On May 1, 5:37 pm, WM <mueck...@rz.fh-augsburg.de> wrote: > On 1 Mai, 14:26, Dan <dan.ms.ch...@gmail.com> wrote: > > > > > > > > > > > On May 1, 2:55 pm, WM <mueck...@rz.fh-augsburg.de> wrote: > > > > On 1 Mai, 13:15, Dan <dan.ms.ch...@gmail.com> wrote: > > > > > Do you think the natural numbers *can be enumerated*? > > > > No. Look here for a detailled exposition: > > > >http://arxiv.org/ftp/math/papers/0305/0305310.pdf > > > If I knew it were possible for 4 to follow 2 in the natural numbers , > > I would be worried to use infinity . The difference between a 'unknown > > infinity' and 'the infinity of natural numbers' , is that the latter > > is determined, by thought , and within thought . There is no bluing, > > no information missing, no indeterminacy . > > 2 is always followed by 3 . > > 999 is always followed by 1000 . > > Correct. > > > > > If I thought of a formula for an infinite sequence of digits, I can't > > pretend "not to know the digits" , or the formula , when communicating > > with myself . > > There are many such formuas: 1/9, pi. > > > > > I've honestly tried to follow the argument in section 5 , but it's > > incomprehensible . > > It is easy. Look at the sequence > 0.1 > 0.11 > 0.111 > ... > Each term has only natural indices. > The limit 0.111... has not only natural indices, because all natural > indices are in the terms of the sequence. So no index or set of > indices remains to distinguish 0.111... from all terms of the > sequence. > > Of course you can distinguish every term of the sequence from a larger > one. And this is somethimes used as an argument, that 0.111... can be > distinguished from every term of the sequence. Erroneously! Since, if > the limit could be written by digits at finite places only, it was a > term of the list. > > The same argument is used in paragraph 5. > Every term like 0.111 can be reflected at the decimal point, yielding > 111.0, since every power 10^-n has a reciprocal 10^n, *as lomg as n is > a natural number*. 0.111... cannot be reflected at the decimal point. > This imples that there are not only natural numbers as indices or > exponents. > > I use only this theorem: > > As long as n is a natural number, 10^-n is as well defined as 10^n. > > Regards, WM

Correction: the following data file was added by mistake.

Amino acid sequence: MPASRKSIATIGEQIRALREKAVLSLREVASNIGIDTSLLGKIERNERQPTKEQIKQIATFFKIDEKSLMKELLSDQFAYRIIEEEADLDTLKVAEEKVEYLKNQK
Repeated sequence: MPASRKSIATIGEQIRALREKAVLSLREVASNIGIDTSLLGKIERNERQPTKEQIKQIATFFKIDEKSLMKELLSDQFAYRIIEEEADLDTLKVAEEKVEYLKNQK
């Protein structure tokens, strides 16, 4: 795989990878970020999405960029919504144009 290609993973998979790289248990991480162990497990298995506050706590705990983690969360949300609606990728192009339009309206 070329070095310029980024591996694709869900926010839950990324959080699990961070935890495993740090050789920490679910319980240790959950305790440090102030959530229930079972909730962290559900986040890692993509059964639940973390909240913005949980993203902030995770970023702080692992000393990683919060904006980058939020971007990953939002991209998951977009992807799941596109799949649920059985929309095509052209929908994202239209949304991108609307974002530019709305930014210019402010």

lim 10^k when k goes to infinity is infinity , not a well behaved limit . On the other hand , lim 10^(-k) when k goes to infinity is 1/ (10^k) = 0
The first limit diverges (infinity is not part of the topology of natural numbers , or real numbers) While the second one converges simply to 1/9 .
They have similar formulas,but behave in different ways . You would be correct in affirming that b_inf = 1/9 is not part of the list . If it were part of the list , then a_inf would be a well-behaved natural number , but it isn't . Limits only work properly with real numbers, not natural numbers . Natural numbers tend to be gappy, unlike real numbers ("the continuum") .